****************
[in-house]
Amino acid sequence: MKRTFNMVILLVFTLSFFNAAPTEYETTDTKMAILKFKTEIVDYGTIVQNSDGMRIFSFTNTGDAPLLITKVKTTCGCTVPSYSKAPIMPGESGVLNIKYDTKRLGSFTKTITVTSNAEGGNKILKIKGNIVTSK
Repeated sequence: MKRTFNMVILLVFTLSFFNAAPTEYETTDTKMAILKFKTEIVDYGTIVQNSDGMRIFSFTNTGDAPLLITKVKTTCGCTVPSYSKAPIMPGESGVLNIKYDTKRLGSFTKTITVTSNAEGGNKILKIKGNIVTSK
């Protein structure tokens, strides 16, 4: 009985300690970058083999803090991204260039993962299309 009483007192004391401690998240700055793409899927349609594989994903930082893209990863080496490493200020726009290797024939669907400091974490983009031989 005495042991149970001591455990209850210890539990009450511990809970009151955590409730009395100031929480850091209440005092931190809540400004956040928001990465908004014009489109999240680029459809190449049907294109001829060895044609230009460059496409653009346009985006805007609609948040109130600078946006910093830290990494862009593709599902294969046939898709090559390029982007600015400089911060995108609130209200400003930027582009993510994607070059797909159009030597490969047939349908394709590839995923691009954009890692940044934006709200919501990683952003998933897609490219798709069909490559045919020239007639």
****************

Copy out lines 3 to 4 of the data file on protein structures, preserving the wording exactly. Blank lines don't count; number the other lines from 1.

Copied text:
Repeated sequence: MKRTFNMVILLVFTLSFFNAAPTEYETTDTKMAILKFKTEIVDYGTIVQNSDGMRIFSFTNTGDAPLLITKVKTTCGCTVPSYSKAPIMPGESGVLNIKYDTKRLGSFTKTITVTSNAEGGNKILKIKGNIVTSK
């Protein structure tokens, strides 16, 4: 009985300690970058083999803090991204260039993962299309 009483007192004391401690998240700055793409899927349609594989994903930082893209990863080496490493200020726009290797024939669907400091974490983009031989 005495042991149970001591455990209850210890539990009450511990809970009151955590409730009395100031929480850091209440005092931190809540400004956040928001990465908004014009489109999240680029459809190449049907294109001829060895044609230009460059496409653009346009985006805007609609948040109130600078946006910093830290990494862009593709599902294969046939898709090559390029982007600015400089911060995108609130209200400003930027582009993510994607070059797909159009030597490969047939349908394709590839995923691009954009890692940044934006709200919501990683952003998933897609490219798709069909490559045919020239007639």